Colombo Telegraph

Article 35(1) – A License To Kill: An Ode To All The President’s Dead Souls  

By Ruwan Laknath Jayakody

Ruwan Jayakody

As is the case with the pigs of Manor Farm, in George Orwell’s allegory, where “all animals are equal, but some animals are more equal than others”, so does the very same Second Republican Constitution of 1978 as Amended, which enshrines the right to equality and equal protection of the law, guarantee immunity from suit for the so called first citizen of the land – the Executive President. 

Admittedly, while there may be bona fide practical reasons (such as creating a conducive environment for the President to perform the functions of the office without having to face the animus of litigants constantly agitating the Courts) and also mala fide ones such as carte blanche akin to the license to kill afforded to the fictional spy James Bond, behind the framing of Article 35(1) of the Constitution which holds that – not only can no civil or criminal proceedings be instituted against a sitting President but that such actions already instituted against the President prior to him/her becoming the President, in connection with any act of commission or omission by the President in his/her official or private capacity, cannot be continued – its monumental impact on the justice system (including both civil and criminal justice) and specifically the process of meting out justice to aggrieved parties and victims remains problematic, especially so when the matters concern alleged serious crimes such as murder, enforced disappearance, torture, extrajudicial killing and crimes against humanity.

Take for an example, the case of the wife of missing person Prageeth Ekneligoda (victim of an enforced disappearance), Sandhya Ekneligoda, who on 5 November 2019 wrote to the at the time yet to be President, Sri Lanka Podujana Peramuna Presidential candidate, Nandasena Gotabaya Rajapaksa subsequent to an alleged statement made by the latter on 9 October in Anuradhapura, to the effect that the moment he becomes President, he would free and release imprisoned soldiers. She noted that such a statement violated the Constitutional guarantee of the right to equality before law and the equal protection of the law, and would also serve as an official sanction for justifying any crime committed by the security forces, which in turn would negatively impact honest and skilled law enforcement officers involved in meting out justice. She further queried whether he would pardon all convicted military officers (including for the crimes of murder, armed robbery and rape), whether he would halt the legal and judicial proceedings underway into her husband’s disappearance and other emblematic cases with military involvement, and whether he would pardon, former Parliamentarian Duminda Silva (convicted for the killing of former MP Bharatha Lakshman Premachandra) and former Tangalle Pradeshiya Sabha Chairman Sampath Chandrapushpa Vidanapathirana (convicted for the murder of British national Khuram Shaikh and the gang rape of his Russian partner). She observed that any such pardon if granted would be contrary to the independence of the Judiciary, the rule of law, and respect for the Constitution and the rights of victims. Finally, she emphasized that the safety and security of herself, her two children and other victims would be jeopardized if convicts and accused parties in related cases are pardoned.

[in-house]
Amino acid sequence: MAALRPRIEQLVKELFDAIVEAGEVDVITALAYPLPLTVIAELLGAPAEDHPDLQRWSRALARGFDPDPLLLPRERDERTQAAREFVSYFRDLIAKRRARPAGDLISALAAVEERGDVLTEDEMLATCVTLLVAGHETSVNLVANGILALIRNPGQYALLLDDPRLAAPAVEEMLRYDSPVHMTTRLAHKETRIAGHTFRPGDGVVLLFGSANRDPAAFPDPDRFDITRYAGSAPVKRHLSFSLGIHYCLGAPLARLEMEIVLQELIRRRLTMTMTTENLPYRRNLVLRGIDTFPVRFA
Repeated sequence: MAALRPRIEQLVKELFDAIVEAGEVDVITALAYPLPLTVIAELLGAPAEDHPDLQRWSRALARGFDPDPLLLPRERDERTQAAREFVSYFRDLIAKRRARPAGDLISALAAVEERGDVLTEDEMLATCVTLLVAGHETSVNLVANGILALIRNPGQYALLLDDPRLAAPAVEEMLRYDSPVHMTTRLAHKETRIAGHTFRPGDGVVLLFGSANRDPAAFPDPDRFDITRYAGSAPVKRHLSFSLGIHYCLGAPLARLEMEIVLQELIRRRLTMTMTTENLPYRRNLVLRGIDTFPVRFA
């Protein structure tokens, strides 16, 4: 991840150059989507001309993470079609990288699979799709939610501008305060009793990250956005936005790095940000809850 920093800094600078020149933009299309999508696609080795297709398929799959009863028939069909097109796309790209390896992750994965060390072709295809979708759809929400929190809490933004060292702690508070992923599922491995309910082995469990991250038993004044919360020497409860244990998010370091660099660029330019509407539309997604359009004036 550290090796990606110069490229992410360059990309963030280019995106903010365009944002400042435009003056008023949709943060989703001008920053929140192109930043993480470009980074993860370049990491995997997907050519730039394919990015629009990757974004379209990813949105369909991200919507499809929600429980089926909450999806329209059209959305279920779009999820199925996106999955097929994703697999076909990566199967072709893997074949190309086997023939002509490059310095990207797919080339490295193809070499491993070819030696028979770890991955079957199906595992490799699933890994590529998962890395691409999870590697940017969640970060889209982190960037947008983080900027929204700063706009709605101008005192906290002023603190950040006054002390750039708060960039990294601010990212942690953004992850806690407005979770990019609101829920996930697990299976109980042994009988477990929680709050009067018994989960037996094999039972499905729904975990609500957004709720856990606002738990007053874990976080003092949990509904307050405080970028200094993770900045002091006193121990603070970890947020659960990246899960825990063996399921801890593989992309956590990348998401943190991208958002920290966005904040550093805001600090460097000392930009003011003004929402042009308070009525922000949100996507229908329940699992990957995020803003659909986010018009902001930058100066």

The various aforementioned allegations against Rajapaksa stem from his previous capacity as the Secretary to the Ministry of Defence and Urban Development.

Prior to Rajapaksa’s ascendency to the elected office of the President, there were several judicial proceedings ongoing in the form of cases filed against him by the State prosecutor (the Attorney General’s Department) regarding alleged acts of commission and omission committed during his tenure as the former Secretary to the Ministry of Defence and Urban Development. These involved the criminal misappropriation of public funds in the construction of the D.A. Rajapaksa Memorial and Museum in Weeraketiya and the Avant Garde floating armoury case (In the latter case, he was acquitted by an order of the Court of Appeal on technical grounds which did not however prevent a fresh case from being filed in this regard). There are several other cases in which he has been implicated in, yet not charged. This is in addition to the allegations of humanitarian and human rights law violations levelled against him in connection with the war against the Liberation Tigers of Tamil Eelam, and alleged white van related abductions and enforced disappearances, and attacks on and the killing of journalists and activists. Ahimsa Wickrematunge, the daughter of slain Sunday Leader Founder Editor Lasantha Wickrematunge is engaged in valiant efforts to have Rajapaksa tried for torture, extrajudicial killing and crimes against humanity, in the United States.